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I live at the 15th floor and am interested on a pair of window-mount antennas for the 40 meters band: a top-fed vertical; and a loaded monopole, which I've already used with pretty decent results.

I'd like to run some simulations of both on 4nec2, especially the monopole, with which I'd like to experiment using alternative positions and sizes of inductors and a capacitive hat.

However, I believe it would be important to simulate the effect performed by the building wall over the far-field pattern.

Is it possible to simulate it using 4nec2, either directly or using some sort of trick, like a grid of lossy conductors? I've tried to find some info on the internet, with no success so far.

I experimented "rotating" my design and using the ground as if it were the building wall. However, I believe there is a more appropriate way and, besides, this wouldn't allow me to simulate the top-fed vertical, since its end will be closer to the ground and, therefore, it's going to be under effect of both the ground and the building wall.

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Welcome back after five years! The only way to know if a model is a good model is to make a model, and then compare its predictions to real-world measured results. If you live in a large building then I will guess that you don't know the exact construction of the wall, and that you're not allowed to drill holes to discover what is inside. So you will probably need to start with a model that is a rough guess.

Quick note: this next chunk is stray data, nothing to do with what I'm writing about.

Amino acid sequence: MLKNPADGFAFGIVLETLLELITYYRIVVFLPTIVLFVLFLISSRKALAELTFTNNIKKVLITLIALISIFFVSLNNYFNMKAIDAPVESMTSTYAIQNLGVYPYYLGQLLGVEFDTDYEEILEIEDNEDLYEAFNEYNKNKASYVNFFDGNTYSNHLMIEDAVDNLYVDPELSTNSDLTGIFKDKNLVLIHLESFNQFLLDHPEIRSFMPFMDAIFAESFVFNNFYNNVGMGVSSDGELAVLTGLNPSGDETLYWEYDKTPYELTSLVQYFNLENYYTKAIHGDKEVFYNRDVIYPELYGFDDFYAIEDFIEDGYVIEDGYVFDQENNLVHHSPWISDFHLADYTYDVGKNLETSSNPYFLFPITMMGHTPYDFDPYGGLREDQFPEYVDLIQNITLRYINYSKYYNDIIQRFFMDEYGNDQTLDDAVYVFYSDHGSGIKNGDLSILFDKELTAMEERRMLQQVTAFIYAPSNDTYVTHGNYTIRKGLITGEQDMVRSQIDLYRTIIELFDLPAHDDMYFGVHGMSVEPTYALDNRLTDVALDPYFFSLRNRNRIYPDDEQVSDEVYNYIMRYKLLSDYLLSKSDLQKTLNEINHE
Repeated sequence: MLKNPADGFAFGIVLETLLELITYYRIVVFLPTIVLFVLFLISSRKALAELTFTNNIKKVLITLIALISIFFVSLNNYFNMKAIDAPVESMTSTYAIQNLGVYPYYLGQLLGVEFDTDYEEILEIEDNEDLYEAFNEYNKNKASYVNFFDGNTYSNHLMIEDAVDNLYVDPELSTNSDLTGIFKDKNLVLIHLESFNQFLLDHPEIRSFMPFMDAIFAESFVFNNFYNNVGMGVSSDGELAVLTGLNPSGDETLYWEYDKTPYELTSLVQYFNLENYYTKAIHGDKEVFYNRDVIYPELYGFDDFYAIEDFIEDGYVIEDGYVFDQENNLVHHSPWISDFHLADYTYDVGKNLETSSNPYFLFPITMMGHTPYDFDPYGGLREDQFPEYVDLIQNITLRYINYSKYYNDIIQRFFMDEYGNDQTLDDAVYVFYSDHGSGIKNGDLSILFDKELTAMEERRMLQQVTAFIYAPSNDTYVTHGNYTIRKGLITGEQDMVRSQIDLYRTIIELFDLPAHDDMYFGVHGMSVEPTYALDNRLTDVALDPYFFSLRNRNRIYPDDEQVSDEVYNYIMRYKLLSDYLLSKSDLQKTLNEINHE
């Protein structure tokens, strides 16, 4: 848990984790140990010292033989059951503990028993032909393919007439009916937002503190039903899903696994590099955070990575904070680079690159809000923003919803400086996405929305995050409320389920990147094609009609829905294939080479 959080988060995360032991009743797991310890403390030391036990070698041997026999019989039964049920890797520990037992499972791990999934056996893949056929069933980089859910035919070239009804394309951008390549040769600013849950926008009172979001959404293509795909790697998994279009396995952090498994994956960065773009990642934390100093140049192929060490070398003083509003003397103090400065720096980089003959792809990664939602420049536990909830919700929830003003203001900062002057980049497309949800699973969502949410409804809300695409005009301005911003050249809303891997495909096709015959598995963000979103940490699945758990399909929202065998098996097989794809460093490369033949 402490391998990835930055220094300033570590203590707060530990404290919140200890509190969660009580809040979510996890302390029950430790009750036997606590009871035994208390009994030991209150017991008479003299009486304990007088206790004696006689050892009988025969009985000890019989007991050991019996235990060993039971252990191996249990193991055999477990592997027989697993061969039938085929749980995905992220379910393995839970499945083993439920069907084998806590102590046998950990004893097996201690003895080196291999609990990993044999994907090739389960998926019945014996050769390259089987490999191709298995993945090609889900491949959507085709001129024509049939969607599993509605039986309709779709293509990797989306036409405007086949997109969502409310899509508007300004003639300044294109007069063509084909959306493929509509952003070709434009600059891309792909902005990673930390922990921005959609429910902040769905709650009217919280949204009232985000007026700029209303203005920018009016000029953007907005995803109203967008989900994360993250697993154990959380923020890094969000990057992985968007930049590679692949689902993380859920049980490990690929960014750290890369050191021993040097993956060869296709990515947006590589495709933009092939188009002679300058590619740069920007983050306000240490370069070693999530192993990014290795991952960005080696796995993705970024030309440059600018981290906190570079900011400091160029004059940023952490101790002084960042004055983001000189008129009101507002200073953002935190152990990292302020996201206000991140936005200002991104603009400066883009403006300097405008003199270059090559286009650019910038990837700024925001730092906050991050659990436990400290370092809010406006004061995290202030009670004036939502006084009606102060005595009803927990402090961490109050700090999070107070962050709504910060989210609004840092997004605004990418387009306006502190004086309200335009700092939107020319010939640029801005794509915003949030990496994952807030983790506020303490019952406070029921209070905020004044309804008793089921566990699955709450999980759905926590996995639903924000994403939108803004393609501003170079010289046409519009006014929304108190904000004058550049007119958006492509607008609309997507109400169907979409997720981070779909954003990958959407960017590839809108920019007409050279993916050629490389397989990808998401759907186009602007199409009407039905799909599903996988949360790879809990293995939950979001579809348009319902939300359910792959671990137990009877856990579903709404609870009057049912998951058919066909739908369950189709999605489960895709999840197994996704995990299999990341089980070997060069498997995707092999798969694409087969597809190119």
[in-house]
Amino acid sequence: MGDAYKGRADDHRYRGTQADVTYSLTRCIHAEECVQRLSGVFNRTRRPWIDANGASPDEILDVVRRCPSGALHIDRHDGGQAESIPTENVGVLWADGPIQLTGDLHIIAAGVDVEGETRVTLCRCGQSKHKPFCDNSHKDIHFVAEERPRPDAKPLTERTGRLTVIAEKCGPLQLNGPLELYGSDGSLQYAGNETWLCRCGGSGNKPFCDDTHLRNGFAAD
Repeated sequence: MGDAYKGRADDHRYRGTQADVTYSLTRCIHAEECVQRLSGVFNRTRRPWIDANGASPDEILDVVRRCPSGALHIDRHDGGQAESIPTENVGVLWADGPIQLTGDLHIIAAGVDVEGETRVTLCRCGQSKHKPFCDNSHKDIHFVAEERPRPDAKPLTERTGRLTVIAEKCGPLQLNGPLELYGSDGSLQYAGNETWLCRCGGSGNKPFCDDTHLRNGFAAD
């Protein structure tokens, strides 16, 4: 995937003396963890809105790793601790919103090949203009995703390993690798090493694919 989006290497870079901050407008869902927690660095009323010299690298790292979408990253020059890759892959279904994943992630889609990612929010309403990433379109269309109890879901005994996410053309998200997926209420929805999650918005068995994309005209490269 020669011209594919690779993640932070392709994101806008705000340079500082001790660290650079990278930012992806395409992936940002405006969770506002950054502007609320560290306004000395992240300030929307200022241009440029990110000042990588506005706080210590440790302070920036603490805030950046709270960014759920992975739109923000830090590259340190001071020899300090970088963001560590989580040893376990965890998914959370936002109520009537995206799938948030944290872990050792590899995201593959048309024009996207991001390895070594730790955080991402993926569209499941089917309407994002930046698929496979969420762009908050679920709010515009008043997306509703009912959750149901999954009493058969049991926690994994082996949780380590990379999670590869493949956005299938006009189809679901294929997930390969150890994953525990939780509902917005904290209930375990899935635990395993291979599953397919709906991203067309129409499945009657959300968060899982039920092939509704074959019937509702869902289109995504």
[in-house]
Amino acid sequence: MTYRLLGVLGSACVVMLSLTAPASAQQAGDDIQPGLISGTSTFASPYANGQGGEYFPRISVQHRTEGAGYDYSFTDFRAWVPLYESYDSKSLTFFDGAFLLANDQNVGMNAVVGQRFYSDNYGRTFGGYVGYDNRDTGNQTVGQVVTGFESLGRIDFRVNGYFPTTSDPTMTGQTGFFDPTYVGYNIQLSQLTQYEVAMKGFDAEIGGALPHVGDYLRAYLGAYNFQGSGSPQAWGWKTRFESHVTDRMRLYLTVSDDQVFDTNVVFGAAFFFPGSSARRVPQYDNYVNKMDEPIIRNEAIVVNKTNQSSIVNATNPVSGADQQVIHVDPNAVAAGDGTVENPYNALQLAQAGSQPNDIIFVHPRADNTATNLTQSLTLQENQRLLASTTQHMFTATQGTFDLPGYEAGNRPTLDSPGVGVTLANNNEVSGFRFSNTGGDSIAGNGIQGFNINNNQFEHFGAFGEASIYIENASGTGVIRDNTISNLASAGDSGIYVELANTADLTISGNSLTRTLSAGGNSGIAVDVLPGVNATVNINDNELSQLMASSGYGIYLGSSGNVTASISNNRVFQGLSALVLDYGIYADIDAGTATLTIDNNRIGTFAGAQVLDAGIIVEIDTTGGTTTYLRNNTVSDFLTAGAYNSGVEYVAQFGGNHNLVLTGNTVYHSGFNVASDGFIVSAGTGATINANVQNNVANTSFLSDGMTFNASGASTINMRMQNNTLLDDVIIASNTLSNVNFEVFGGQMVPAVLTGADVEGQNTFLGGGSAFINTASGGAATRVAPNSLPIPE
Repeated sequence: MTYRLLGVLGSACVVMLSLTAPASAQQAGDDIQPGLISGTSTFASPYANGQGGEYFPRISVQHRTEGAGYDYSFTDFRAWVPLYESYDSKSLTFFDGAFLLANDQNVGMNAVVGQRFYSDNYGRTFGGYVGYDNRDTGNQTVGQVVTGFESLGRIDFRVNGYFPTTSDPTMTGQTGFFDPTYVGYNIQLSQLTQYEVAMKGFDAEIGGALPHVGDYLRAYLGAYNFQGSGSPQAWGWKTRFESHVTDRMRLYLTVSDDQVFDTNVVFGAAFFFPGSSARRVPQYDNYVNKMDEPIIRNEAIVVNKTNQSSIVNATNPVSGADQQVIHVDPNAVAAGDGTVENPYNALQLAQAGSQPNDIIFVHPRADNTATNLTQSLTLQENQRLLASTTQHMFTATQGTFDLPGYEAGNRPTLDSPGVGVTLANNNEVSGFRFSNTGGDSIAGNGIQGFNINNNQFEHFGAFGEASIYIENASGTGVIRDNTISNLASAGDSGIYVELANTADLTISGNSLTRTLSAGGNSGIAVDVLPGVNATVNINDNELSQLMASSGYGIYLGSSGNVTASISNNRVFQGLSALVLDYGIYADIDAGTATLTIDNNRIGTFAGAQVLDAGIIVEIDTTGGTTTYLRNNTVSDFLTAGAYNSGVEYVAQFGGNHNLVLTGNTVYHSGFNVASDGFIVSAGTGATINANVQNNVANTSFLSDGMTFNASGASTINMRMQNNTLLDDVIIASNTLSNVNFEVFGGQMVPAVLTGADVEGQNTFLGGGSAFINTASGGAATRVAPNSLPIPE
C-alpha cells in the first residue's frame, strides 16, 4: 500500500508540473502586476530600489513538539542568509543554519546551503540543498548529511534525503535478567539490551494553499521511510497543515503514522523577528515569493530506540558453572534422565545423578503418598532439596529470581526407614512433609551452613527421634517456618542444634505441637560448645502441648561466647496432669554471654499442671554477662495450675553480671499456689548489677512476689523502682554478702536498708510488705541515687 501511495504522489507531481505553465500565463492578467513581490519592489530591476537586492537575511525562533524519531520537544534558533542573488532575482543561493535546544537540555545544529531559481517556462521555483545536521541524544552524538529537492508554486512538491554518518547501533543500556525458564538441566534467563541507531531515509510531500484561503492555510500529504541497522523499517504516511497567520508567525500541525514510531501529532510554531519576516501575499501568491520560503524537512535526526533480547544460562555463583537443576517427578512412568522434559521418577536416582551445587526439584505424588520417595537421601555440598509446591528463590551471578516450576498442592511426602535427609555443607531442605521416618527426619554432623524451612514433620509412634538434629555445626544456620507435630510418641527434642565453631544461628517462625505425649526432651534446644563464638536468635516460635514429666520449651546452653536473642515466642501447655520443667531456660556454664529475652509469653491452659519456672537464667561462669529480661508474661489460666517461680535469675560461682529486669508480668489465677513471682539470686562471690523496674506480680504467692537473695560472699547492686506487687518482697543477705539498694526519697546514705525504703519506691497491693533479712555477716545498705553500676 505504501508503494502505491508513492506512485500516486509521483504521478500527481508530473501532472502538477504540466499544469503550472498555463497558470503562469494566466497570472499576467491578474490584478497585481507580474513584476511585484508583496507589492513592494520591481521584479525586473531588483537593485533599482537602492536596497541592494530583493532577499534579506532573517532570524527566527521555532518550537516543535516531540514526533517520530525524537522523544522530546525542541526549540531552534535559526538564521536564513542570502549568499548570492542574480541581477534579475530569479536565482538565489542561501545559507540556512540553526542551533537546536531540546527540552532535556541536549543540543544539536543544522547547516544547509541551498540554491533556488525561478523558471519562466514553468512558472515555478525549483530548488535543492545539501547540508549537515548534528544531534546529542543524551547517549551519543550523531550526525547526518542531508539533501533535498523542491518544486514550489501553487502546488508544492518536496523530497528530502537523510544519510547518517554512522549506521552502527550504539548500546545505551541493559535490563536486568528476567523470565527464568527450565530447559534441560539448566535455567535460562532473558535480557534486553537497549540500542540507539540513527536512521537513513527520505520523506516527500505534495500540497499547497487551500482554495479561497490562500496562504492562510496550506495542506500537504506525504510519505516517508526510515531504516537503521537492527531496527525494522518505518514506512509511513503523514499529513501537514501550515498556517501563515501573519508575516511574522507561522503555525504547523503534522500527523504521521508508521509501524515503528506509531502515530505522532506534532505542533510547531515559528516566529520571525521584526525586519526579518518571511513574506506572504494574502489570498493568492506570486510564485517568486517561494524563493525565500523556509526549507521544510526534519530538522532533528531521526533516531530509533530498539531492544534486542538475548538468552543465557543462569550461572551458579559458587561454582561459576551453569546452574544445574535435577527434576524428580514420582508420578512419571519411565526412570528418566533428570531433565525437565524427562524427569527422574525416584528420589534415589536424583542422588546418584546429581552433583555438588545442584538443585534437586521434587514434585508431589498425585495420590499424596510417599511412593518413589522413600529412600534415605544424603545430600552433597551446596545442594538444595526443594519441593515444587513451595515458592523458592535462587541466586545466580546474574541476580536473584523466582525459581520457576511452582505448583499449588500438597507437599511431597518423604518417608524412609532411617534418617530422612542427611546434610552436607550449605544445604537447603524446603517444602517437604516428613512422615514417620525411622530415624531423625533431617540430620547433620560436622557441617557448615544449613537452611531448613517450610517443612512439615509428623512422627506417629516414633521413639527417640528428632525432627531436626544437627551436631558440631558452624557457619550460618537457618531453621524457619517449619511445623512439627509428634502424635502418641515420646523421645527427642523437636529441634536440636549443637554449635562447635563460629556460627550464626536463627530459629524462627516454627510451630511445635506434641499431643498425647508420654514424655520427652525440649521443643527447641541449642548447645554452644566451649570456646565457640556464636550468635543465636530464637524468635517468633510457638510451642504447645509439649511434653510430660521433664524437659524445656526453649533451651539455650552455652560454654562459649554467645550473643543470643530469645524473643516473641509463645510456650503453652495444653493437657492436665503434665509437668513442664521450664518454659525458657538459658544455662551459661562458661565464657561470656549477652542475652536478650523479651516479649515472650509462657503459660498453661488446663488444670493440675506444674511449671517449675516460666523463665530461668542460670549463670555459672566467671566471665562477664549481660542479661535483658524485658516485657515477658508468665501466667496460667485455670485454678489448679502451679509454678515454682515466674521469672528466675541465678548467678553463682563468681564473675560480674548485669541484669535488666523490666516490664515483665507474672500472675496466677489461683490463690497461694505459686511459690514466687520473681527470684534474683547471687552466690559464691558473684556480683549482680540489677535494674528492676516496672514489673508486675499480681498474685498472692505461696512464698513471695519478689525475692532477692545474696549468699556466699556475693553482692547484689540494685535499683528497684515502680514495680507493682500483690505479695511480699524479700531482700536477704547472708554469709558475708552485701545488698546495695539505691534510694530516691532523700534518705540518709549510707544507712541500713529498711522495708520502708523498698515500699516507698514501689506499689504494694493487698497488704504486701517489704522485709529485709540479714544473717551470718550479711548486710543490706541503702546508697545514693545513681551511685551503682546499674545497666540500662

Let's say that your building is made of concrete that is reinforced with steel rods. I don't know how I would model concrete, but the concrete is probably not as important to model as the steel rods and other conductors, such as electrical cables and metal pipes. If I had your problem, I would try making a model of the wall as a grid of lossy conductors as you suggest. I would give the simulated conductors the conductivity of steel, and I would make them the same diameter as rods that reinforce concrete, and I would space them the same distance apart as reinforcing rods are in typical concrete. I would add "copper" conductors for the electrical cables, and more "steel" conductors for pipes, and use that as my model.

If this model sounds too complicated, then you could try experimenting with a simpler model. If doubling the space between the "reinforcing rods" doesn't change the results of the model very much, then you probably don't need as many "reinforcing rods" in the model.

I think that this method will give a useful model that will help you see what will happen if you move your monopole antenna or add a capacitive hat. Good luck, and if you try this, please consider coming back and answering your own question to tell us what your results were.

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    $\begingroup$ I would start out modeling it without the building. Later, add the wall, etc. $\endgroup$
    – Mike Waters
    Jul 27 at 22:50
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    $\begingroup$ I can't argue with that approach, @MikeWaters. $\endgroup$
    – rclocher3
    Jul 27 at 23:35
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    $\begingroup$ @rclocher3 yeah there's no need to model this so accurately, I just need some estimate of gain and directivity. $\endgroup$ Jul 28 at 13:02
  • $\begingroup$ A nearby conductor might affect your gain a lot. Or it might not. The model is not much good unless you compare it to reality somehow to see if it is accurate or not. But ham radio is something we do for fun, so please build your model in whatever order you like best. Personally I would enjoy spending the time to make the entire model including the rebar and the electrical service cables, but that's just how I would like to do it. Other people think differently, and that is good. $\endgroup$
    – rclocher3
    Jul 28 at 18:23

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